Gov. Jerry Brown’s proposal this week to significantly boost the amount of energy California derives from renewable sources could reinvigorate the state’s utility-scale solar and wind industries, as well as launch another land rush in the Mojave Desert.
In his inaugural address, Brown didn’t say how the state’s Renewables Portfolio Standard could be raised to 50% by 2030 — the previous benchmark was 33% by 2020 — but his commitment was clear:
“This is exciting, it is bold, and it is absolutely necessary if we are to have any chance of stopping potentially catastrophic changes to our climate system,” the governor said.
He also outlined a plan to reduce petroleum use in cars and trucks by 50% and double the energy efficiency of new buildings in the state.
The reverberation was instantaneous.
“Is it significant? Absolutely. Will it stimulate the market? Absolutely,” said Jerry R. Bloom of the Los Angeles law firm Winston & Strawn, who guides renewable energy developers through the financing and permitting processes.
Because utilities already are on track to meet California’s 2020 goal, they have shown little interest in signing new contracts with large wind and solar firms, Bloom said. Without contracts to sell power, it’s been difficult for clean-energy developers to cobble together financing for large-scale projects.
As a result, the initial flurry of interest in permitting solar and wind projects in the state has stalled.
“There has been a dramatic slowdown — or almost freezing out,” Bloom said. “There are no utility-scale contracts. There’s no real market. The utilities’ position is: ‘We’ve reached the 33% and we’re done.’
“Fifty percent is a game-changer.”
And Brown could make the 50% standard happen simply by issuing an executive order.
The California Public Utilities Commission has the authority to compel the state’s three big utilities — Southern California Edison, Pacific Gas & Electric and San Diego Gas & Electric — to procure 50% of their energy through renewables. But such an edict would not apply to large municipal companies like the Los Angeles Department of Water and Power.
Should the governor ask the Legislature to craft a far-reaching bill, it probably would pass the Democrat-controlled Assembly and Senate.
California already has shown that generating large amounts of renewable energy is possible. The next phase — coordinating the new power with the needs of the electrical grid — will be much more complicated, said V. John White, executive director of the Sacramento-based Center for Energy Efficiency and Renewable Technologies.
“Meeting the governor’s goal is easily achievable,” he said. “But making it fit and work together in terms of [the] grid is the difficulty. The more we add renewables to the system, the more we have to think about how they fit with what we have.”
Wind and solar plants deliver power intermittently, making it difficult to align supply with demand. Developing efficient power storage technologies is the next major hurdle, White said.
For a variety of reasons — including the difficulty of obtaining financing and federal subsidies for the construction of billion-dollar plants — utility-scale solar and wind development has fallen off significantly even as small-scale solar power is burgeoning.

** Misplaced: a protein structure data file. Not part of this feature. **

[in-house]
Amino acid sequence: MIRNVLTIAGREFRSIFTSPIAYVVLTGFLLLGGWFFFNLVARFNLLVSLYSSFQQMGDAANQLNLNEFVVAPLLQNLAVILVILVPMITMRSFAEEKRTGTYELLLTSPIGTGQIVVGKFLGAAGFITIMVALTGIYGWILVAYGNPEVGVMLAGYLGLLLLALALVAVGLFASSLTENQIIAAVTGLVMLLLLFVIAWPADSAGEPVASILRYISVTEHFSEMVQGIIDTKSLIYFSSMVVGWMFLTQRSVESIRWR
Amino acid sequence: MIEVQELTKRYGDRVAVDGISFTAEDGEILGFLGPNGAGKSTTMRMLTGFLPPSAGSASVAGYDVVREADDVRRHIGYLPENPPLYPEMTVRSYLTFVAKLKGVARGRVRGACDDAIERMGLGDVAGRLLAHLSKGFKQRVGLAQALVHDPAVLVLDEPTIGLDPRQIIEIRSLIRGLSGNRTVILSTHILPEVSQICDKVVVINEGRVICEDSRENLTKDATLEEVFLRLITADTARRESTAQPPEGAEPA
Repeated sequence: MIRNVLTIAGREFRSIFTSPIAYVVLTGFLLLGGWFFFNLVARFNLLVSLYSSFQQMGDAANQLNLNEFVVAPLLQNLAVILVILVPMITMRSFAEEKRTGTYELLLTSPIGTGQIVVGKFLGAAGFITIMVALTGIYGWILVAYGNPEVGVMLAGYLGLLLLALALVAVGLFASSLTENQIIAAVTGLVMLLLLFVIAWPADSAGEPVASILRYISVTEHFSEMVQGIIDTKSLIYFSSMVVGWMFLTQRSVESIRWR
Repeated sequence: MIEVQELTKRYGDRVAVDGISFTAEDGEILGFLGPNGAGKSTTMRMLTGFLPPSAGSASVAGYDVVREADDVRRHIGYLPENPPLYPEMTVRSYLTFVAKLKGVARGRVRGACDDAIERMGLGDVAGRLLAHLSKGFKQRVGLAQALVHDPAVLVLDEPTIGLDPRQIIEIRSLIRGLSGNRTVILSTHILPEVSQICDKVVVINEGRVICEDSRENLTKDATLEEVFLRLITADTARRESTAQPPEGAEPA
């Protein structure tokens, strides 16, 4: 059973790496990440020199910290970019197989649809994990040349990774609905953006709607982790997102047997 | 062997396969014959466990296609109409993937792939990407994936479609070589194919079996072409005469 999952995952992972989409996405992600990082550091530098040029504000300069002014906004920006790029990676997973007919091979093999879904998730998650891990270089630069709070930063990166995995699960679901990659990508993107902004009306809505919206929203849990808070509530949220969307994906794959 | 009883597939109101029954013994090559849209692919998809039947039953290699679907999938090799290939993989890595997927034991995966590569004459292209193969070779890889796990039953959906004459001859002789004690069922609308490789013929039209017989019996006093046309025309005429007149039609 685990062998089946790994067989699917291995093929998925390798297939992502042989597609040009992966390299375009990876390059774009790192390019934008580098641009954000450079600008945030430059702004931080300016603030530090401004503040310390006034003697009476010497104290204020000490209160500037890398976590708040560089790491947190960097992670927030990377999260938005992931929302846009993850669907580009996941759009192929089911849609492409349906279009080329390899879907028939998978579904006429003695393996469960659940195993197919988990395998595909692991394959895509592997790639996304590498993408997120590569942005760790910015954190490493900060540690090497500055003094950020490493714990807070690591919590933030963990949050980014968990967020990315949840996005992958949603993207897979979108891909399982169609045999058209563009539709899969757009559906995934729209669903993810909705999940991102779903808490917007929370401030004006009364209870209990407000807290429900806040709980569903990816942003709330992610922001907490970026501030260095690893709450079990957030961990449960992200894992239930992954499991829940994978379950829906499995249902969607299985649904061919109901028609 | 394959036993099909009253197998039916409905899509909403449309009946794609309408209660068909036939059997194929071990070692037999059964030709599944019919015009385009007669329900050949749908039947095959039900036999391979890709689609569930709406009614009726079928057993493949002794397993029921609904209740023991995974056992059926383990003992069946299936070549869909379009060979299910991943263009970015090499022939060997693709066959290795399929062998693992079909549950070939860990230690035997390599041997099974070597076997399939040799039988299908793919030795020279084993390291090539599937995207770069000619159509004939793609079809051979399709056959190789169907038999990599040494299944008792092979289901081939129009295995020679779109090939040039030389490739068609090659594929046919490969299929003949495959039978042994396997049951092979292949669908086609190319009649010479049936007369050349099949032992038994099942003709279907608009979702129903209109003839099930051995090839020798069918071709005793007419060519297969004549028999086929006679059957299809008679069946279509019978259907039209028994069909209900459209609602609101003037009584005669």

California currently ranks third in the nation in wind power production and is first in installed solar capacity.
If developers take Brown’s speech as a signal to start gearing up, they probably will look to the vast tracts of federal land available for solar leasing from the Bureau of Land Management. Mike Sintetos, who heads the BLM’s renewable energy program in California, said the initial frenzy of renewable applications has cooled in the last few years.
“We have eight pending solar applications. That number was three or four times that much in 2010,” he said.
Amid that slowdown, even some inside the industry feared that the mega-plants operating in the California desert were destined to become white elephants.
BrightSource Energy — which built the massive Ivanpah power plant in the Mojave, near the Nevada border — praised Brown this week as a champion of renewables.
“We are pleased Gov. Brown continues his strong support for renewable energy as an essential policy that benefits California’s environment and economy,” Joe Desmond, a senior vice president at the Oakland company, said in an emailed statement. “As renewable penetration increases, policymakers and utilities have shown growing interest in technologies that can ensure long-term reliability without increasing emissions.”
Siting renewable energy facilities on public lands in the West is a priority for the Obama administration, which has set aside 22 million acres in California to support renewable energy and pledged to generate 20,000 megawatts of power from federal land by 2020, enough to power about 6 million homes.
Companies have submitted 375 applications for renewable energy-related projects in California since 2007, BLM State Director Jim Kenna said recently. The agency has approved 18.
Brown’s new goals could change that.
“Many thought the initial 33% goal was too challenging, yet California will readily surpass that number,” said Martín Múgica, president and chief executive of Iberdrola Renewables, which is developing wind and solar projects in the state. “The governor’s plan will spark innovation across the electricity sector and clearly encourage large-scale renewable energy development.”